Displays device configuration information, including system hardware, pseudo devices, loadable modules, and selected kernel parameters.
Displays system diagnostic messages as well as a list of devices attached to the system since the last reboot.

For information on the device names that are used to identify devices on the system, see Device Naming Conventions.

driver not attached Message

The following driver-related message might be displayed by the prtconf and sysdef commands:

device, instance #number (driver not attached)

This message does not always mean that a driver is unavailable for this device. This message means that no driver is currently attached to the device instance because no device exists at this node or the device is not in use. Drivers are loaded automatically when the device is accessed. They are unloaded when the device is not in use.

In-Use Device Error Checking

The following utilities detect when a specified device is in use:

These enhancements mean that the above utilities might detect some of the following usage scenarios:

For example, if you attempt to use the format utility to access an active device, you will see a message similar to the following:

# format
Searching for disks...done
       0. c1t0d0 <FUJITSU-MAY2073RCSUN72G-0401 cyl 8921 alt 2 hd 255 sec 63>
       1. c1t1d0 <FUJITSU-MAY2073RCSUN72G-0401-68.37GB>
Specify disk (enter its number): 0
selecting c1t0d0
[disk formatted]
/dev/dsk/c1t0d0s0 is part of active ZFS pool rpool. Please see zpool(1M).


How to Display System Configuration Information

Use the output of the prtconf and sysdef commands to identify which disk, tape, and DVD devices are connected to the system. The output of these commands displays the driver not attached messages next to the device instances. Because these devices are always being monitored by some system process, the driver not attached message is usually a good indication that no device exists at that device instance.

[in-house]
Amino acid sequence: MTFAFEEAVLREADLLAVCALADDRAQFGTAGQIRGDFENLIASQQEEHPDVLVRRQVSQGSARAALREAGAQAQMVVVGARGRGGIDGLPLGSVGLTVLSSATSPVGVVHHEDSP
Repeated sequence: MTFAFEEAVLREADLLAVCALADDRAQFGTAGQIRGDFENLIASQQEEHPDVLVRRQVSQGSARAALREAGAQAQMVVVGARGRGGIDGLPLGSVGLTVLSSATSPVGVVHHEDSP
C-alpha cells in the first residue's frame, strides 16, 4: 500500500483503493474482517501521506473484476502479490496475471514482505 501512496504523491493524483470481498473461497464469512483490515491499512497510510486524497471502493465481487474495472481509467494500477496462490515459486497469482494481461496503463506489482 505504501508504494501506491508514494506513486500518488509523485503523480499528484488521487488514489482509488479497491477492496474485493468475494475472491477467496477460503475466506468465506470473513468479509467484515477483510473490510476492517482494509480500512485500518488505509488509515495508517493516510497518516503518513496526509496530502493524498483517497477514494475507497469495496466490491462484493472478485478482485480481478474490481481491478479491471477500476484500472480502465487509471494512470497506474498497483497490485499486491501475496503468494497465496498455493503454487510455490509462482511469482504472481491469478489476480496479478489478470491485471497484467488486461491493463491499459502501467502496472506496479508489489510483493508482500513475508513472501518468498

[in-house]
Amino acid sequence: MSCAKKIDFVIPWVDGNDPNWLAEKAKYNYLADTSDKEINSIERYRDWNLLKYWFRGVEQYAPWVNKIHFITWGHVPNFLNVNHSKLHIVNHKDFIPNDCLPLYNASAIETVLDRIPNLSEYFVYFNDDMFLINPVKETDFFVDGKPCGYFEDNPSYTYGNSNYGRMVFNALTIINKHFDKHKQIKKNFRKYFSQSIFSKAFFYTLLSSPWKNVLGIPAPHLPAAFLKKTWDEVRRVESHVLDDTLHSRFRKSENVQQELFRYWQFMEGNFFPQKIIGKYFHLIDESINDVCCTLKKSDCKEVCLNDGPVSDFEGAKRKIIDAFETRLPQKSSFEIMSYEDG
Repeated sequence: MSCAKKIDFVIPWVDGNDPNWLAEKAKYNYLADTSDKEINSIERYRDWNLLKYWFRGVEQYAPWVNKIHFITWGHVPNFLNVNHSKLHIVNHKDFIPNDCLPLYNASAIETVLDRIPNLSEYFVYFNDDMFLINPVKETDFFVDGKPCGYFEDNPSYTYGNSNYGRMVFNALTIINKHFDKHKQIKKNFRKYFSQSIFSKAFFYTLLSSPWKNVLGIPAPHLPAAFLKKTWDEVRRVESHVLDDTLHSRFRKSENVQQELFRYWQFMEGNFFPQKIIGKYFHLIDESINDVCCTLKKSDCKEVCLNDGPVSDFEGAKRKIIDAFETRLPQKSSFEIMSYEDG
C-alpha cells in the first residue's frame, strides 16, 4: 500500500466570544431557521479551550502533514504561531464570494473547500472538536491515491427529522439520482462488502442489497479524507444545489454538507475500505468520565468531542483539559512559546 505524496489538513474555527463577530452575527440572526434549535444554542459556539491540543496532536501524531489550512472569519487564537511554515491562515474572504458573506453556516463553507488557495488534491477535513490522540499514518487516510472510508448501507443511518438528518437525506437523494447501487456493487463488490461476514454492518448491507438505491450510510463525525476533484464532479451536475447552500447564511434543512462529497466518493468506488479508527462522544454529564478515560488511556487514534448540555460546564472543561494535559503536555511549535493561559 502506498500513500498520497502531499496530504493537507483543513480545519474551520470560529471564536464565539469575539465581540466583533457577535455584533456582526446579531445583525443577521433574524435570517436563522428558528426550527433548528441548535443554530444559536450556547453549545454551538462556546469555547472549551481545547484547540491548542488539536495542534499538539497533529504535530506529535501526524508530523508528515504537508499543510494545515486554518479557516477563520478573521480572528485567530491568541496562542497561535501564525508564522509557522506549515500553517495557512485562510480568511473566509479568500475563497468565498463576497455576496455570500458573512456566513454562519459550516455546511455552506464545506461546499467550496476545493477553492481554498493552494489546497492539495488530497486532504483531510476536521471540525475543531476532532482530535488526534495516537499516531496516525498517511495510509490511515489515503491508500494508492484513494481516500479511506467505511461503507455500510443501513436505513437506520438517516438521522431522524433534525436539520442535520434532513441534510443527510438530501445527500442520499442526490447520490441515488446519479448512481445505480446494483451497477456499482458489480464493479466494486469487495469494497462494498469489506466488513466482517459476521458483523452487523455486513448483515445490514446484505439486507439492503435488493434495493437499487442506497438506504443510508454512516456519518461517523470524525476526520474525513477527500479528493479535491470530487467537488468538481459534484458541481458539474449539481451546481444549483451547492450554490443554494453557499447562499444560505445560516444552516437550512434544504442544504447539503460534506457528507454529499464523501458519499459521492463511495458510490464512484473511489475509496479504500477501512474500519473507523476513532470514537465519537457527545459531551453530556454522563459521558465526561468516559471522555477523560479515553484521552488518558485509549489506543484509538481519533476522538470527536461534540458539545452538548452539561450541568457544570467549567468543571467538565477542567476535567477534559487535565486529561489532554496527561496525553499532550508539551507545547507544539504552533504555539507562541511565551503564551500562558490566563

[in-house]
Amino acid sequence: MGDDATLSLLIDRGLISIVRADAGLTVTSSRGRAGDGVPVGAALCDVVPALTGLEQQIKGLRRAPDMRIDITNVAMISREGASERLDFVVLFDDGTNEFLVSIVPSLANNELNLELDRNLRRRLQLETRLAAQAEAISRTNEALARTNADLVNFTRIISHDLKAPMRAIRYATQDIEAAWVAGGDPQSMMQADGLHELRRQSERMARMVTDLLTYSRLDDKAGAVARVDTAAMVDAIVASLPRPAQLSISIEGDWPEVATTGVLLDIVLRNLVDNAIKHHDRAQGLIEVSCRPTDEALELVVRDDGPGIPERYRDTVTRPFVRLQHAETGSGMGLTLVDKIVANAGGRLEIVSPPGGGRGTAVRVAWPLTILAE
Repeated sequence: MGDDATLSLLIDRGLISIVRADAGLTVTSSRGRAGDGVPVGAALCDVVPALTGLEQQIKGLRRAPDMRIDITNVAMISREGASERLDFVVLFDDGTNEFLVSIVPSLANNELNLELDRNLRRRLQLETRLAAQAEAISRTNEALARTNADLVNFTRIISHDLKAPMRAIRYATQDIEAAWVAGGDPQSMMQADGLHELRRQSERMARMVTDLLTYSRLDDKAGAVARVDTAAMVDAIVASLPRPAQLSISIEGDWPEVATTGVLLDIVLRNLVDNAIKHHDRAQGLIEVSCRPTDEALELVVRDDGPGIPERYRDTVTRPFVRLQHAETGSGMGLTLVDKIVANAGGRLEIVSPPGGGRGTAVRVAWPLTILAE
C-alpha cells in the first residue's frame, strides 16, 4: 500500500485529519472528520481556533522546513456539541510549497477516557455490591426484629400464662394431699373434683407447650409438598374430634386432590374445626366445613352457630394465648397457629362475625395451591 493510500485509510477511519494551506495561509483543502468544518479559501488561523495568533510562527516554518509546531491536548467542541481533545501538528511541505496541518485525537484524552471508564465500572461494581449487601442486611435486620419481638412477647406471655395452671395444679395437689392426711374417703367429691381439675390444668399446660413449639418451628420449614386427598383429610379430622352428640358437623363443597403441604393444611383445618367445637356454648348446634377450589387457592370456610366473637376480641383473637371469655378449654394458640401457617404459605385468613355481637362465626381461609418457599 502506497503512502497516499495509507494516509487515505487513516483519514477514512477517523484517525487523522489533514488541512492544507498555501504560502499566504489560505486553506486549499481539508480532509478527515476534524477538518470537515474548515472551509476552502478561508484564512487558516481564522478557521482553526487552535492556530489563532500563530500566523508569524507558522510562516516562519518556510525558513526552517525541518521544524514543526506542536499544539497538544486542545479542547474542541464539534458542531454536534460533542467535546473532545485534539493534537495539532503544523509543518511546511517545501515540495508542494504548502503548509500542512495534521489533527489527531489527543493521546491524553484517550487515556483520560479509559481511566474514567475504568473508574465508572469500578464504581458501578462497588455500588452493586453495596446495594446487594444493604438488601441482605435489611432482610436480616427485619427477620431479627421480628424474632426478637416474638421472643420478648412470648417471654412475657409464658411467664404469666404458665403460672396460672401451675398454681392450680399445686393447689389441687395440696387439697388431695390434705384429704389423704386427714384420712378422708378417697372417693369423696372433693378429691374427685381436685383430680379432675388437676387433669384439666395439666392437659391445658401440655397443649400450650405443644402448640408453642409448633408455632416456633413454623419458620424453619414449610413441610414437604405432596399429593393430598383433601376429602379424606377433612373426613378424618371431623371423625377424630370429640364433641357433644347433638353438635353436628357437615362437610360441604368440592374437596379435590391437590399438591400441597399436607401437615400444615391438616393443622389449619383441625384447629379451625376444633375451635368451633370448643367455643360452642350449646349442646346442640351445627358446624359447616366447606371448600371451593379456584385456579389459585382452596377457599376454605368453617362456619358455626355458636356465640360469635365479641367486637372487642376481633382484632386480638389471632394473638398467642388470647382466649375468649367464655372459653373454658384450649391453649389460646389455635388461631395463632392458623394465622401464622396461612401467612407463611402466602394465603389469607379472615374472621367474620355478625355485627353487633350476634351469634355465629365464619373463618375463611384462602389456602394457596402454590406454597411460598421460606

Use the sysdef command to display system configuration information that include pseudo devices, loadable modules, and selected kernel parameters.

Example 5-1 Displaying System Configuration Information

The following prtconf output is displayed on an x86 based system.

# prtconf
System Configuration:  Oracle Corporation  i86pc
Memory size: 8192 Megabytes
System Peripherals (Software Nodes):

    scsi_vhci, instance #0
    pci, instance #0
        pci108e,4843, instance #0
        pci8086,25e2, instance #0
            pci8086,3500, instance #7
                pci8086,3510, instance #9
                pci8086,3518, instance #10
                    pci108e,4843, instance #0
                    pci108e,4843, instance #1
            pci8086,350c, instance #8
        pci8086,25e3 (driver not attached)
        pci8086,25f8, instance #2
            pci108e,286, instance #0
                disk, instance #0
                disk, instance #2
                disk, instance #3
                disk, instance #1
        pci8086,25e5 (driver not attached)
        pci8086,25f9 (driver not attached)
        pci8086,25e7 (driver not attached)
        pci108e,4843, instance #0 (driver not attached)
        pci108e,4843, instance #1
        pci108e,4843, instance #2 (driver not attached)
        pci108e,4843 (driver not attached)
        pci108e,4843 (driver not attached)
        pci108e,4843 (driver not attached)
        pci108e,4843 (driver not attached)
        pci8086,2690, instance #6
            pci108e,125e, instance #2
            pci108e,125e, instance #3
        pci108e,4843, instance #0
        pci108e,4843, instance #1
            device, instance #0
                keyboard, instance #0
                mouse, instance #1
        pci108e,4843, instance #2
        pci108e,4843, instance #3
        pci108e,4843, instance #0
            storage, instance #0
                disk, instance #4

The following sysdef output is displayed from an x86 based system.

# sysdef
* Hostid
* i86pc Configuration
* Devices